Picks and Pans Review: Plain Brown Wrapper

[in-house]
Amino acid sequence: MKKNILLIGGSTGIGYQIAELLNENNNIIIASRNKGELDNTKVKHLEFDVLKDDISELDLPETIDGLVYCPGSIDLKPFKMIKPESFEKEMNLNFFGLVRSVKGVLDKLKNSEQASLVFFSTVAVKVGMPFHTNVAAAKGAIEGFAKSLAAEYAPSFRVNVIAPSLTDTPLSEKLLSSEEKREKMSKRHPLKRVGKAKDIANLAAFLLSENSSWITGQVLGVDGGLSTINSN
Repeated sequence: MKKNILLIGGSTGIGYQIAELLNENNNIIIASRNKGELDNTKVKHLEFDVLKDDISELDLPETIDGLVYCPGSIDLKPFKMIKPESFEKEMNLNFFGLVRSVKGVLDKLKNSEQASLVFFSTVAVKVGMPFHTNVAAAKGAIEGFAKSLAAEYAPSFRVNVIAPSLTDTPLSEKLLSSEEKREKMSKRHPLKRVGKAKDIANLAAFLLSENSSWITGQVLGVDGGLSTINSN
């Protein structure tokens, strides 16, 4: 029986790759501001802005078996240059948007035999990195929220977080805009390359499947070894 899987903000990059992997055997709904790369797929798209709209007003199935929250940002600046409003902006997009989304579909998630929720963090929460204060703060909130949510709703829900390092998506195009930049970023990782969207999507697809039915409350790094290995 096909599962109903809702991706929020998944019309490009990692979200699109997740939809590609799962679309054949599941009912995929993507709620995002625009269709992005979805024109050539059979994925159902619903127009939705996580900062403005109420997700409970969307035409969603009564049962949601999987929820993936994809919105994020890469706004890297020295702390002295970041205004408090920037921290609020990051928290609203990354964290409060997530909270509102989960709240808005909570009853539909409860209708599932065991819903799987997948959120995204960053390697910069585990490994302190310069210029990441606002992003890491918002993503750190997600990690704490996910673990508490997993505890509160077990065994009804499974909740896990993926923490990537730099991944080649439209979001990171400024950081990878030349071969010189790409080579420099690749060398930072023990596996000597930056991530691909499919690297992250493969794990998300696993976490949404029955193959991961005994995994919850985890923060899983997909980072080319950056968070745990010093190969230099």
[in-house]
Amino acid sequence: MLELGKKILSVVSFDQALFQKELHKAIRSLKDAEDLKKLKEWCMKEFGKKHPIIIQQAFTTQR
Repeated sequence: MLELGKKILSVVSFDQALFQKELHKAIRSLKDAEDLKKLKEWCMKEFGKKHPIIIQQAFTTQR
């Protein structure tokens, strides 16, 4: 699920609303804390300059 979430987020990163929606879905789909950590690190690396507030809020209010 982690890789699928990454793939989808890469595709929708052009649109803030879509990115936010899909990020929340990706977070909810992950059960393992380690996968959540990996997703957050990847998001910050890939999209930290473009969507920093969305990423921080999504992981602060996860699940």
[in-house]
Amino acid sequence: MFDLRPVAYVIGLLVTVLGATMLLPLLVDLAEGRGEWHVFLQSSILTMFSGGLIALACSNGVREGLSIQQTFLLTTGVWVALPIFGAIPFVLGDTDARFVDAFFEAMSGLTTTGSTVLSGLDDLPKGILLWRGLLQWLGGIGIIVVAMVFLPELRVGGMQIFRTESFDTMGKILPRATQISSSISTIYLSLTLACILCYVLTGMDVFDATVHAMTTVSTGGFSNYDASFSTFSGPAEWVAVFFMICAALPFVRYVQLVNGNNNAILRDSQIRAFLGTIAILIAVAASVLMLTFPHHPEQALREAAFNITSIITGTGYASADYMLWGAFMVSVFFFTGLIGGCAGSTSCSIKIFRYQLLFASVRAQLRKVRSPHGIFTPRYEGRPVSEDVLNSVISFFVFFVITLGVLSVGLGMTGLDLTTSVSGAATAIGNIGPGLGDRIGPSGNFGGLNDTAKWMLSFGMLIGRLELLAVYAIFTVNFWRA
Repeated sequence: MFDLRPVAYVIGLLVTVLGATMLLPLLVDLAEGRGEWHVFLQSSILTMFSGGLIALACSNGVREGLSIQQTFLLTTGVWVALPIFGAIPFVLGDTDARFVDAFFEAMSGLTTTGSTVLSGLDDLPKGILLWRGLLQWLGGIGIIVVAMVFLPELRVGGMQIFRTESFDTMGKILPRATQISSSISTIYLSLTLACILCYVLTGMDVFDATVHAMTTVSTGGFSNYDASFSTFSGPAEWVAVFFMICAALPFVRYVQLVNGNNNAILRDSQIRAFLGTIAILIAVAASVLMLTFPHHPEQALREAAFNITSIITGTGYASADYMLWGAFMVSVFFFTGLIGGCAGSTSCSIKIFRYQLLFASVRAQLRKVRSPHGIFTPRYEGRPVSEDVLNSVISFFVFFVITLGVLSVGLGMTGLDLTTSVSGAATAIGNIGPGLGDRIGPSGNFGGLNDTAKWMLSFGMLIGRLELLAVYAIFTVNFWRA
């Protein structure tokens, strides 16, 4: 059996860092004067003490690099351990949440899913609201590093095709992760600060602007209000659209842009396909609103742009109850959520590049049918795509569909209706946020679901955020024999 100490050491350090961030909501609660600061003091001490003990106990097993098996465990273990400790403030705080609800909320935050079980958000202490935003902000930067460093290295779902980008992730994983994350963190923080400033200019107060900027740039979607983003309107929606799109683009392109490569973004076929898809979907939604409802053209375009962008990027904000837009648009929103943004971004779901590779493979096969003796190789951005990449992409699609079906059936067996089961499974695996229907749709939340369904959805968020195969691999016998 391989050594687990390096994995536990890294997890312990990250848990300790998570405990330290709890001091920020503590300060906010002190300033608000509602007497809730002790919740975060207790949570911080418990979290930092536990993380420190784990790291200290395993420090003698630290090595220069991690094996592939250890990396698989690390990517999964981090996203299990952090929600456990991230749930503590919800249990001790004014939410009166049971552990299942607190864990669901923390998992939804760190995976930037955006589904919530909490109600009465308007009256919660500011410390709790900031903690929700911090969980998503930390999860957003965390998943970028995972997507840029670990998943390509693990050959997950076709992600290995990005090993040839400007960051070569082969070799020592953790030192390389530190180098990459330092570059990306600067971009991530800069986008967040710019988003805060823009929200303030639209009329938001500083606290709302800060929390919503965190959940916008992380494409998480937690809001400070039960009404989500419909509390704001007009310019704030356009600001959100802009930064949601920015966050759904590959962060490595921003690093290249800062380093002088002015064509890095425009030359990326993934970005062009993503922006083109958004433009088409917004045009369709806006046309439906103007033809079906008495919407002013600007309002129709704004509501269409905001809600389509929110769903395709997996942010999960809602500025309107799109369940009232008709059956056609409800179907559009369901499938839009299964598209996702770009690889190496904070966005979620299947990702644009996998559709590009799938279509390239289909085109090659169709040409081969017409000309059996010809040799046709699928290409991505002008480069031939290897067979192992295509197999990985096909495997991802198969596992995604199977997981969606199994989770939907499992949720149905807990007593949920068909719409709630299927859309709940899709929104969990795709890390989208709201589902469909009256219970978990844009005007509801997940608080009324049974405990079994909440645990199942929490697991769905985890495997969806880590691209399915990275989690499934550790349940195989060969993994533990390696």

Listening to this album makes it seem easy to cut a marvelously entertaining pop record. You take some great old songs and some terrific new ones. You sing them like you meant it. You don't do any unnecessary embellishments. Zingo, an LP for the ages. Obviously it can't be all that easy. For one thing, not everyone has Morris' voice, which always sounds easy and warm no matter how far he roams around the melodic or emotional range. Morris also produced the album himself and could hardly have done a better job of choosing his material. The classic country tunes include the Jimmy Rodgers hit Honeycomb, much less silly sounding in Morris' slowed-down version, Merle Haggard's Today I Started Loving You Again and Hank Williams Sr.'s I'm So Lonesome I Could Cry. Morris even seems perfectly comfortable doing Ain't Got Nothin' But the Blues, thus making honorary good ole boys out of its composers, Don George and Duke Ellington. The new tunes, including Dave Loggins' Better Than the New and Morris' own Leave Me Lonely, are similar in tone and approached in the same relaxed yet never lazy manner. A splendid studio band—string maestros Mark O'Connor, Jerry Douglas and Mark Casstevens are part of it—backed up Morris' regular group beautifully. While this is not what is usually thought of as a concept album, it succeeds in sustaining a remarkable consistency: This is an intelligent man and an intelligent singer, musing in some dark corner about the joys and disappointments of romance. (Warner Bros.)
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